The Real Deal New York

Park Avenue Armory to go from childhood haunt to vibrant place

October 07, 2011 01:23PM
By James Gardner

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From left: Park Avenue Armory and a rendering of its renovated interior
The Park Avenue Armory, which takes up the entire east side of Park Avenue between
66th and 67th streets, has just announced plans for a $200 million renovation of the site. This news
is wonderful, but hardly unexpected. It has been quite clear for some time that this former military
structure was meant for better things.

What is remarkable about the 643 Park Avenue structure’s resurrection — for it is nothing less than that — is that the
building represents a typology that, like an abandoned bank or a deconsecrated church, would seem
ill-suited to any function other than the one for which it was originally intended, a function no longer
needed. The building, designed by Charles Clinton in the Gothic Revival style and opened in 1881,
consists of a five-story front section along the avenue and, behind it, a cavernous 55,000-square-foot
enclosed area, known as the Wade Thompson Drill Hall.

As so often in New York City in recent years, what originally served a serious “grown-up” function — banking, troop deployment, etc. — has been reborn as a quasi-ludic cultural venue. The drill hall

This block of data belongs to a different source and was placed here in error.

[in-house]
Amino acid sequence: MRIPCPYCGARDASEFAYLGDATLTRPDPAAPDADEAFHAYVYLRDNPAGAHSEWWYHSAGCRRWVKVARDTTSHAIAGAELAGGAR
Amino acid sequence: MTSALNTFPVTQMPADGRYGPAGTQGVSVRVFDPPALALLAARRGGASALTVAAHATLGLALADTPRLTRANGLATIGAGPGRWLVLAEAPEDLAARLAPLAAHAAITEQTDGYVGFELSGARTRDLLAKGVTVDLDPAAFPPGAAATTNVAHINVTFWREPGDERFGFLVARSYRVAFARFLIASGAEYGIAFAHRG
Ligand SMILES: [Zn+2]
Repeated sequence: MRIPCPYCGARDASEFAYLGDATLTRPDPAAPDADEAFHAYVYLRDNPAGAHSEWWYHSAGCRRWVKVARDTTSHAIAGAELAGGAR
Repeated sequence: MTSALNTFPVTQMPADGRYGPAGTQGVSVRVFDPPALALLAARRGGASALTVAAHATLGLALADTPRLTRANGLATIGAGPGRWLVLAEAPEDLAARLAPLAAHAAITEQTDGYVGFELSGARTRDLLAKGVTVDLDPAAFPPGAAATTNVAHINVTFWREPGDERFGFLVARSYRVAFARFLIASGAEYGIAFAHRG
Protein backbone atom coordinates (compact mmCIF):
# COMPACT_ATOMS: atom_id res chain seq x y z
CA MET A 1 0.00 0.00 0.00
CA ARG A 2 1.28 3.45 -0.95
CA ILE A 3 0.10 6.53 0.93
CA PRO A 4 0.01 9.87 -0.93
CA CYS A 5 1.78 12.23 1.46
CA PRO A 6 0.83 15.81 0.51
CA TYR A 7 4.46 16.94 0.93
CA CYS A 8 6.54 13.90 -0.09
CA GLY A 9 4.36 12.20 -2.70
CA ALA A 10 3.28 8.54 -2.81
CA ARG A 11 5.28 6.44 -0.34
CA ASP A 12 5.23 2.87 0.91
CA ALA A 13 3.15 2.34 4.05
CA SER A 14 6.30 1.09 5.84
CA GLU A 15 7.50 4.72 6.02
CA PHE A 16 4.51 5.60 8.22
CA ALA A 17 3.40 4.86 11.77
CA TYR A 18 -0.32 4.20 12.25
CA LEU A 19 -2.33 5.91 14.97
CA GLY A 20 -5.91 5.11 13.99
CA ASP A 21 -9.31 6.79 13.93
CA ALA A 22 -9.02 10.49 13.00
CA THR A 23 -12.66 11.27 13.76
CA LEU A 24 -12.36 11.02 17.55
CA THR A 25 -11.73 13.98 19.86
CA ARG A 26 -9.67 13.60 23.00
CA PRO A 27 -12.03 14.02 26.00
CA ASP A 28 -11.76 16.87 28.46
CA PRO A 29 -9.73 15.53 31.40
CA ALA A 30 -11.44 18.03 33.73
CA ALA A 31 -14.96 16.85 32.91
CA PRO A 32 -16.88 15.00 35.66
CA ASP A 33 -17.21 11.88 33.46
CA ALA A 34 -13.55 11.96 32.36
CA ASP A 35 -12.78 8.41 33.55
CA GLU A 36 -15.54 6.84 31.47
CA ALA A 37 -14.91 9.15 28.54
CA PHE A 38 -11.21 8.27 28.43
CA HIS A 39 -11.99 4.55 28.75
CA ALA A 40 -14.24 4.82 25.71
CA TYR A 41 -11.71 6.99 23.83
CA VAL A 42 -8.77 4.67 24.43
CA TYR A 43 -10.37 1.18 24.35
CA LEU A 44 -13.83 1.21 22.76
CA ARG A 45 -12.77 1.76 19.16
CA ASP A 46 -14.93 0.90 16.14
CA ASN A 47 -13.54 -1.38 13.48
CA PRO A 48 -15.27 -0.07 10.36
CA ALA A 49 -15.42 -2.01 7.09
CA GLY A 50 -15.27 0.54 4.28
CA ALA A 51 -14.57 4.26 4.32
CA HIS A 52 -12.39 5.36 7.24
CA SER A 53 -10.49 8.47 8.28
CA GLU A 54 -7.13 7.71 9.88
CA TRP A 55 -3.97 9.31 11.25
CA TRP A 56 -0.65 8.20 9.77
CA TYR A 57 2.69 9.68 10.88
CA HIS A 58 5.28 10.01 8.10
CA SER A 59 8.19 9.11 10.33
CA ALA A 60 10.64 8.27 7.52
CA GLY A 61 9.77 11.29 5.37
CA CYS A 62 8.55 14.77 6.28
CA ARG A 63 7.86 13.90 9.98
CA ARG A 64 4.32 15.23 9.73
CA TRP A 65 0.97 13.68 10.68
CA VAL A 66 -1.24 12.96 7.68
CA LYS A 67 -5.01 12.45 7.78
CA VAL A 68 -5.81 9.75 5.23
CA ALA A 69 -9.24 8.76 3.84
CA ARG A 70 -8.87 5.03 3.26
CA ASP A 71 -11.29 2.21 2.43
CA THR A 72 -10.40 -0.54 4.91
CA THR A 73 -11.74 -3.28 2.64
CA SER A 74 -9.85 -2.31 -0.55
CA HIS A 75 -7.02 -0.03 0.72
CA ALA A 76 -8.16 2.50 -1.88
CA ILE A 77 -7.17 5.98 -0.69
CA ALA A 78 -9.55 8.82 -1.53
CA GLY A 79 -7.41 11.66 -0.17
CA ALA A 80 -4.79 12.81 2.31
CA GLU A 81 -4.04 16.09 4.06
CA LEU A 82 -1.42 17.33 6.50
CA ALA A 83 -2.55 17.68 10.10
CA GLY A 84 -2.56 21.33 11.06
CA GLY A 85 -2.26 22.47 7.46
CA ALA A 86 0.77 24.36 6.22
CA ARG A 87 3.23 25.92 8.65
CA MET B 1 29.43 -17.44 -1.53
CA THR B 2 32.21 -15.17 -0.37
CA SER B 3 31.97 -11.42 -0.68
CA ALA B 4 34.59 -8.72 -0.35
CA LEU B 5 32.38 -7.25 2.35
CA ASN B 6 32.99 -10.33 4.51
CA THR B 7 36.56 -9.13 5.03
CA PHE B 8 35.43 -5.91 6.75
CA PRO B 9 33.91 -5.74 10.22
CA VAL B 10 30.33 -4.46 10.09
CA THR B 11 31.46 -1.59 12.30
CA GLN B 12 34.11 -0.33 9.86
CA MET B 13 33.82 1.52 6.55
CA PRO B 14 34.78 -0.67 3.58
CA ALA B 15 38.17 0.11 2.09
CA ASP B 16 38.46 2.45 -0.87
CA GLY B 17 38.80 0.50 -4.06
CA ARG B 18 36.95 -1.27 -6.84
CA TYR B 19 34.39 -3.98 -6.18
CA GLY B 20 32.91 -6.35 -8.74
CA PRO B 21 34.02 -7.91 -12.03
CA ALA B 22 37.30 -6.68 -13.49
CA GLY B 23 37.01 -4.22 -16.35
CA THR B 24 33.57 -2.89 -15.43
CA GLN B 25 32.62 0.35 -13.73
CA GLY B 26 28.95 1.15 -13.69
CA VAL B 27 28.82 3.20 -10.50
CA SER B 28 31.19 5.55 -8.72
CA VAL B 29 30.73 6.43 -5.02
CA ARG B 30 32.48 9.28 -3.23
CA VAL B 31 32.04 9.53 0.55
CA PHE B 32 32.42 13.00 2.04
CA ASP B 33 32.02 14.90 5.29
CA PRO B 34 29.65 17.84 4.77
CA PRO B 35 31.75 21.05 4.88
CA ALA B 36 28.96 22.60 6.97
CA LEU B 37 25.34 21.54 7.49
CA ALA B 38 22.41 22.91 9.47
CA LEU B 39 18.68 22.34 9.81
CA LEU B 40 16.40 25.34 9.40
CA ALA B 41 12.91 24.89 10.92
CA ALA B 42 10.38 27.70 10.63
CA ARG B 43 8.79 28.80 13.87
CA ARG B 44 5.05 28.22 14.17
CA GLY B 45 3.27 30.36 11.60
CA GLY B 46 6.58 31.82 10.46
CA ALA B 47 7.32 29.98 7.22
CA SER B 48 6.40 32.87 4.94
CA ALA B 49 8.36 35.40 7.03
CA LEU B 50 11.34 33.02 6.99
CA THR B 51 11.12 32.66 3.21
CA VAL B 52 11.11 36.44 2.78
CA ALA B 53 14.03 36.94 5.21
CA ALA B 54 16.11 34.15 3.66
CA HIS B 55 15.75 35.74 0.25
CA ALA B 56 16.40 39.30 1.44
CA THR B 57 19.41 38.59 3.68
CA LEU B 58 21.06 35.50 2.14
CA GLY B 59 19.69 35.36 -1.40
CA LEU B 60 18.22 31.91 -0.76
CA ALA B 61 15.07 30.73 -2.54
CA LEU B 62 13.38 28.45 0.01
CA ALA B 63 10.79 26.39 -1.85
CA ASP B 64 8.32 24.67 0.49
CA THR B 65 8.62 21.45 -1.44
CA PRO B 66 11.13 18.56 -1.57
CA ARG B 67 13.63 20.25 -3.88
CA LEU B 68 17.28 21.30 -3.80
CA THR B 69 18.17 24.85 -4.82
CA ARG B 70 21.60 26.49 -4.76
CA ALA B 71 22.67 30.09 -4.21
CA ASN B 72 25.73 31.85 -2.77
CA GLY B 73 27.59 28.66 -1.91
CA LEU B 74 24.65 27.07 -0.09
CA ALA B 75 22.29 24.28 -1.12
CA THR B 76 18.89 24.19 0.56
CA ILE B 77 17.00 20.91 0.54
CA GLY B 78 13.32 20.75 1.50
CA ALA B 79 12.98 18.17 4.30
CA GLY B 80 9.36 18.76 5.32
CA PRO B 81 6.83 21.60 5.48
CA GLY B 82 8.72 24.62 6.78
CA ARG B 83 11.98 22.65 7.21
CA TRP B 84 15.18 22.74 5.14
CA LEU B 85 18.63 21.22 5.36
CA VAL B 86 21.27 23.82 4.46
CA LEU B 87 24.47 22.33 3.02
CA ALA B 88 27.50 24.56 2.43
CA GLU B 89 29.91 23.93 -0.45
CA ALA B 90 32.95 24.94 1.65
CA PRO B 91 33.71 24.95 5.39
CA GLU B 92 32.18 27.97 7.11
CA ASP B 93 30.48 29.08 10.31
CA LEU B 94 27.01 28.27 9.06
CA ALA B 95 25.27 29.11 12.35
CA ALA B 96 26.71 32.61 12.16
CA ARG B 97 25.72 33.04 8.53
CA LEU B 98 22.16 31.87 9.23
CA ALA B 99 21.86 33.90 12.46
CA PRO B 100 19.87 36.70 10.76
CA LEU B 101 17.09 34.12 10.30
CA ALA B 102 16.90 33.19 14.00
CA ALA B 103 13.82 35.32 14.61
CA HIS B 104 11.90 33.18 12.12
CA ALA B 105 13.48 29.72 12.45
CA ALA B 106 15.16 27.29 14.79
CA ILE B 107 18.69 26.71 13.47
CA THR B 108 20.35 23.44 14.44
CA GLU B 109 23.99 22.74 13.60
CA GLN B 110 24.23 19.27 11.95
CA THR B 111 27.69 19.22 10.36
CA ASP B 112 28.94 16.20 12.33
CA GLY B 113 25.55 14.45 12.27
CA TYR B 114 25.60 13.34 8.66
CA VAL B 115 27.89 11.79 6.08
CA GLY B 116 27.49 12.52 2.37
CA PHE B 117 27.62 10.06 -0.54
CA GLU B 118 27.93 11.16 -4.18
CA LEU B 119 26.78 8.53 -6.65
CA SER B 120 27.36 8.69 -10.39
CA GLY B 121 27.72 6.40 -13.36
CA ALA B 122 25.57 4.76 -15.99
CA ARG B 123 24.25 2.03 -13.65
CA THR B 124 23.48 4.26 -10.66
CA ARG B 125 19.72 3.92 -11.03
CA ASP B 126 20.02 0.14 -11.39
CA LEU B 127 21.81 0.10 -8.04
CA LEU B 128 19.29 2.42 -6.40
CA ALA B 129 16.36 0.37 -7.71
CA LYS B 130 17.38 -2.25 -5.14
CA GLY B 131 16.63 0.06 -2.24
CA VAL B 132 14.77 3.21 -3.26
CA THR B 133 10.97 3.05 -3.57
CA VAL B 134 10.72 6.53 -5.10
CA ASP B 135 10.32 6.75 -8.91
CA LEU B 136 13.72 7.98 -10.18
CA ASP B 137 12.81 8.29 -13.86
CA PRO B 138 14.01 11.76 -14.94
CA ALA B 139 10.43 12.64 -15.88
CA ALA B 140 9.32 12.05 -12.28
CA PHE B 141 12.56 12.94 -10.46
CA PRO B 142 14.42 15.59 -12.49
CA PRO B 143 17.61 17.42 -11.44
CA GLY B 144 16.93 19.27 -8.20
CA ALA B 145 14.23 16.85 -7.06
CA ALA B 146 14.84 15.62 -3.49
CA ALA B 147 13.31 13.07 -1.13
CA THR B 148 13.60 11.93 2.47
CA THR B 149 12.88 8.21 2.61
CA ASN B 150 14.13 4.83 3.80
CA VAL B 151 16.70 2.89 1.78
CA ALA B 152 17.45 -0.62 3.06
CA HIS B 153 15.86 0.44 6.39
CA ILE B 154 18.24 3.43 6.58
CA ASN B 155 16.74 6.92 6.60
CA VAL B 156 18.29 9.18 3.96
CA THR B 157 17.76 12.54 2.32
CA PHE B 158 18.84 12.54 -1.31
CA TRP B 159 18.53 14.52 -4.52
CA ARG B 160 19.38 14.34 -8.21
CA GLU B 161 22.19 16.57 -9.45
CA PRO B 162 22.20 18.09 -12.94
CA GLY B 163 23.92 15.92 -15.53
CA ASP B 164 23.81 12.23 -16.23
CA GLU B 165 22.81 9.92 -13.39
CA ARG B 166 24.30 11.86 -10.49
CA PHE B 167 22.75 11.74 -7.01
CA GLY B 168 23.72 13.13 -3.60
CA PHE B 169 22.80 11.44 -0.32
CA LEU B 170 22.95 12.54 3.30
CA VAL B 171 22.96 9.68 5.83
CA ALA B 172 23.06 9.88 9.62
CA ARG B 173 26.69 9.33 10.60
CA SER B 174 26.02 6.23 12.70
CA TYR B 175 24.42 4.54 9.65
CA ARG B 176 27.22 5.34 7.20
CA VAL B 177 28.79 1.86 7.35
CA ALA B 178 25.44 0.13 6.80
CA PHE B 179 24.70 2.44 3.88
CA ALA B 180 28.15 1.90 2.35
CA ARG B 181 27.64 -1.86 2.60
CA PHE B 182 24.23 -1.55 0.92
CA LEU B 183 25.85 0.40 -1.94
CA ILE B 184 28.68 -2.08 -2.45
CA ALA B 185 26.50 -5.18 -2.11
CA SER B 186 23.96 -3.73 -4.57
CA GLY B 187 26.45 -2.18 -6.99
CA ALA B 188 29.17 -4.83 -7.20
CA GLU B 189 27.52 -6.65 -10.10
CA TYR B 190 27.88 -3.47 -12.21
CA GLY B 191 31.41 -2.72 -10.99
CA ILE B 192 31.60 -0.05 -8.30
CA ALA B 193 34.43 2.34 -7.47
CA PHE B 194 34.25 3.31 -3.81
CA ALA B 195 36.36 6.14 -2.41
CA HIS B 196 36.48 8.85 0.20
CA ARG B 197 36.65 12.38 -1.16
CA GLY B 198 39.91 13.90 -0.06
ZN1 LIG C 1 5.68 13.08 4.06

especially has become a center for exhibiting the sort of maximalist visual art projects and live
performances, that could not fit in many other spaces around the city. Among these are Christian
Boltanski’s “No Man’s Land” installation and, more recently, Peter Greenaway’s inventive recreation
of “Leonardo’s Last Supper.” The space has also served as the venue for the Royal Shakespeare
Company and for Merce Cunningham’s dance company. It has also been the preferred context for
various high-profile art and antiques fairs.

It was announced this week that the ineffably arty Swiss firm of Herzog & de Meuron would tactfully
touch up the entire space, including not only the drill hall but also the sequence of sumptuous period
rooms — designed by the likes of Louis Comfort Tiffany and Stanford White — that grace the front of
the building. This firm is most famous for its similar transformation of an old power plant into London’s
Tate Modern, as well as, more locally, the creation from scratch of Ian Schrager’s 40 Bond Street. Their latitude for invention in this case seems somewhat limited. Although the drill hall will get
some post-modern metallic touches along the roof, most of the period rooms will simply be spruced up
in accordance with the original intention of their design. The new improved armory will also include new
performance and rehearsal spaces.

On a personal note, I am especially gladdened by this transformation, which will occur over the next two
years. As a child growing up in New York, I went to the Armory every Tuesday and Friday from the age of
8 to 13 as a proud member of the Knickerbocker Greys, an after-school program that allowed boys, and
now girls, to march around the drill hall with rifles (dummies of course) as well as swords and eventually
sabers. At the time, around 1970, the place seemed haunted and indescribably ancient. Now it promises
to be reborn as one of the most vibrant and youthful places in the five boroughs.

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